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Hal Sutton Returns to Golf for an Ideal Exit



Hal has impacted the game of golf to have an academy bearing his name in the Big Easy Ranch. After a well distinguished career on the PGA Tour. Suttons decision has been influenced by his ideals on a career retirement in competition not teaching or learning.

After his second hip replacement surgery procedure, he missed several tours and took to teaching young golfers. Woods recent tournament success exacerbated his decision for return. Hal said, he began to realize that regret in July, at the funeral for Bruce Lietzke, where other players of his generation told him how much they missed seeing him each week in Birmingham or Naples or Newport Beach and went further to say “I have felt that torment,” he says of Woods’ own struggle to return. “In my estimation, I quit the game as a failure,” he says. “It’s time to quit the game correctly.”

His career has been blissful as he won the 1980 U.S. Amateur the summer after his senior season at Centenary College in his home state of Louisiana. He was the PGA Tour rookie of the year in 1982. He won the 1983 PGA Championship at Riviera and 13 other tournaments through 2001. He endured a slump during which he went nine years without winning. He played on four Ryder Cup teams. No one played better golf on the 1999 squad that rallied to win on that stupendous Singles Sunday at Brookline.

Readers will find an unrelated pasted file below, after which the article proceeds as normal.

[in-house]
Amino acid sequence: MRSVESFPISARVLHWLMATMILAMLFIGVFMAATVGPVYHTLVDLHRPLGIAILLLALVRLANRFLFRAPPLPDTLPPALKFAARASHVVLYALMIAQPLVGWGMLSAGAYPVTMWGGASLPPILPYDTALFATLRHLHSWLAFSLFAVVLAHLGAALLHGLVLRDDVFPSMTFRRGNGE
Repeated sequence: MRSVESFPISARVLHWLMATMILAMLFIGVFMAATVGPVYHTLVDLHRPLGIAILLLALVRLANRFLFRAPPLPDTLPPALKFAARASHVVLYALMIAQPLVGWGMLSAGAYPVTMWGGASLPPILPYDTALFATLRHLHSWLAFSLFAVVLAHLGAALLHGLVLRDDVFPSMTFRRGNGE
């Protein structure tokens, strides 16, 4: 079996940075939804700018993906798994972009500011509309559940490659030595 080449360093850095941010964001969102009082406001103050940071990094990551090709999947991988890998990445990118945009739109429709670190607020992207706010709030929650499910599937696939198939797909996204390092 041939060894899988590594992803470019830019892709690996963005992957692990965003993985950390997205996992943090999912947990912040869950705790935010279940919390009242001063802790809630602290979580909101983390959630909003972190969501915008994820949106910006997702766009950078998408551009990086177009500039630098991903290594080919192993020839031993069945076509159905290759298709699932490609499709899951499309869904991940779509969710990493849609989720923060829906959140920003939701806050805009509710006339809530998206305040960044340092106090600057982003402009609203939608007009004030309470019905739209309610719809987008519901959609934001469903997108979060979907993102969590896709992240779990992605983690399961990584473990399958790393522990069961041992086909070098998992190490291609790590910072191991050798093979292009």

He captained the U.S. in 2004 at Oakland Hills. He paired Woods and Phil Mickelson in four-ball play. They lost, the team trailed by six points after two days and the Americans lost the Cup by nine. Sutton was criticized roundly.

Then he all but vanished. Sutton made two cuts in 10 starts in 2005. He played just once in 2006. He joined the senior circuit in 2008 without much success, and then had that heart attack in 2014 during the first round of the Ace Group Classic. He withdrew and had a stent implanted. He’s made six starts in the last two seasons. But he lacked the conviction he feels now. He hasn’t won a tournament since the 2001 Shell Houston Open.

In addition, he said, “It wasn’t the successes that brought me back,” he says. “It was the failures.”



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